So what is a crisis? My heavily used online dictionary says that it is any of the following :
• A stage in a sequence of events at which the trend of all future events, especially for better or for worse, is determined; a turning point.
• A condition of instability or danger, as in social, economic, environmental, political, or international affairs, leading to a decisive change.
• A dramatic emotional or circumstantial upheaval in a person’s life.
• The point at which hostile elements are most tensely opposed to each other.
Indeed I have seen times when all of the above have been in play. But I think that there is a bit more to the definition of “crisis” in the communication sense.
So how would I define a communication crisis? I’ve observed that they:
• Involve considerable uncertainty
• Last longer than one day
• Put significant pressures on organisational resources, particularly people’s time
• Raise questions to which people demand answers
• Raise questions to which there may be no immediate answers
• Create tension and division, both internally and externally.
The most untidy crisis scenario is when political forces are at play. Each tends to look for ways of playing the crisis for advantage, usually at the expense of the other. In the early stages of a crisis event this can add to public confusion about what’s going on and how they may be affected. Consistency and clarity of message is vital in any communication, but even more so in a crisis. Two diametrically opposed sources of the “truth” never helps.
If there is a set of rules for how to effectively manage communication in and around a crisis, it will generally contain some core principles with a range of tactics and deliverables based on the needs of the crisis itself.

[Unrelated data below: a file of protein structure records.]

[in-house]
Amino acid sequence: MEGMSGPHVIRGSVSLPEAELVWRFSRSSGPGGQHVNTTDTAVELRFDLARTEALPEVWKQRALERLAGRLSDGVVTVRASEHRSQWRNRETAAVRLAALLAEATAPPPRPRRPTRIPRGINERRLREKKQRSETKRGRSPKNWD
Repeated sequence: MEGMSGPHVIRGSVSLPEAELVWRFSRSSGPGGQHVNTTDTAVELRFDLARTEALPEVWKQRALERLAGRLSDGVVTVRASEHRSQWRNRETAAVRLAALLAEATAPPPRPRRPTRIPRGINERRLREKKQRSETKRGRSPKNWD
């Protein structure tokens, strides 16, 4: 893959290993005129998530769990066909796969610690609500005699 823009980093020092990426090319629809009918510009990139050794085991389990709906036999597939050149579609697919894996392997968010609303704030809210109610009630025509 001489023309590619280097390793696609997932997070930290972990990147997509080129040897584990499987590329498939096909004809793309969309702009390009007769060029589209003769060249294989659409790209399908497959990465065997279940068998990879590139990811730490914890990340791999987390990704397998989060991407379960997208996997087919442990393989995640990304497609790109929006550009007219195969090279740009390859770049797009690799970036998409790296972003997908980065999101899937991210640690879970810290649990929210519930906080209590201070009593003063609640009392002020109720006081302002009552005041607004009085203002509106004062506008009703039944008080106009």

Planning for a crisis is not impossible but it is extremely hard. That’s because the crisis will usually shape what resources you may have available to work with and the time you have to deploy them.
Some organisations occasionally do simulated crisis workshops. While these are useful, they’re often based on a Day 1 scenario and assume that a full suite of business tools and key role-holders are available.
The real work in managing actual crisis communication doesn’t usually arrive until at least Day 3 and it’s often not until Day 5 that things can get really untidy. In the early stages of a crisis, media are generally supportive and keen to help to get your messages out, particularly where affected people are also their readers. If your organisation has earned the privilege, media will often give it the benefit of the doubt.
Day 5 is often Blame Day. By that time the crisis response phase is underway and perceptions of inequality of actions and analysis of what may have led to the crisis start to get going.
I believe that a Day 3 or a Day 5 scenario is a better place to start a planning workshop than is Day 1.
Another thing I’d recommend adding to the mix when constructing a workshop scenario, is to take all of your organisation’s communication people out of play. Give them observer roles. That sounds pointless? The test of a good plan and good systems is that other senior managers in your organisation or a bunch of people from outside it should be able to step in and make things happen. If you want to add a bit more spice to your workshop’s mix, remove telecommunications as well. Imagine running a crisis communication centre without email and internet. It can happen, so plan for that.
Starting a simulation a few days into a crisis is also a good way of coming to terms with [insert your name here]’s Law of Crisis Communication, which is “Things always get worse before they get better.” That truism should be a part of all your key messages in an event’s early stages. It will save your spokespeople having to explain every new development or plot twist and help them to stay on message about what’s being done to sort things out.
I know it’s impossible to truly expect the unexpected. But one of the keys to success in effectively managing crisis communication is to be able to make the best of what you’ve got.
Blatant commercial plug here: If you’d like a hand with your crisis scenario planning, please give Sangster Communication Plus a call. Our network contains some Wise Heads who have all done their time managing real crisis communication events, including some really big and complex ones. While we may not have all the answers, we probably know most of the questions!